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If it wasn’t scary enough that the Warriors have two of the best shooters in the league, Steph Curry and Klay Thompson, the Warriors have figured out a pretty cool way of getting the wide open shots. The unique screens are called “Elevator” screens and the way it works is the shooter will run between two teammates right before they “close the elevator door” by both setting a screen on a defender.
The montage above shows a bunch examples and if you want to read more in detail about the Xs and Os then click here for HoopChalk’s complete breakdown.
This set is really just a modified version of the flex offense, which Golden State has been running a couple of times per game this season.
As with any flex action, a player–Richard Jefferson in this case–is entered the ball in the high post while the guard who passed him the ball goes to the corner to set an initial screen. Usually this is where Curry will read and either cut baseline or else come up toward the top of the key, but on this play his route is predetermined.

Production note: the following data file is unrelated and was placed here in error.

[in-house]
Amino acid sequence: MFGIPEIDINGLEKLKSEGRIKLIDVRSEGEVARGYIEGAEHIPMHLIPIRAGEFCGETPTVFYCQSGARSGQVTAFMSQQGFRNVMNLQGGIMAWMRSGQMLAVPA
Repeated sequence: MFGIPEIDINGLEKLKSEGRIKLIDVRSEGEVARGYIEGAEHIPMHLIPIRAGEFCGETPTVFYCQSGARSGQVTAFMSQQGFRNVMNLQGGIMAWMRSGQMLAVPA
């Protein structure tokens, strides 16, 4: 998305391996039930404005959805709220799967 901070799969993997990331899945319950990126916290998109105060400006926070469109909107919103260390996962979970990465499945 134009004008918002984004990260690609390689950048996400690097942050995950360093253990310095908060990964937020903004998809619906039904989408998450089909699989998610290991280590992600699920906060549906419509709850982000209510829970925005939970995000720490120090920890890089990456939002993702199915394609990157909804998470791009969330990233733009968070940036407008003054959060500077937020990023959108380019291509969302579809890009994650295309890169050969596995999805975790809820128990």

Curry comes off the initial screen and cuts through the middle, as if he’s running a normal flex cut. Jack gets the ball back from Jefferson, who shifts over toward the free throw line in tandem with Carl Landry from the other side of the court in a quickly closing pincer. Notice Leonard’s positioning here. He is clearly expecting a standard flex motion, not ready for what’s about to come next.
Curry quickly shoots the gap between his two teammates at the free throw line, and the formidable two man screen closes the gate with Leonard stuck far behind the play. He can’t recover and the two big men can’t help–they’re on the wrong side of the play too–leaving Curry with a wide open three.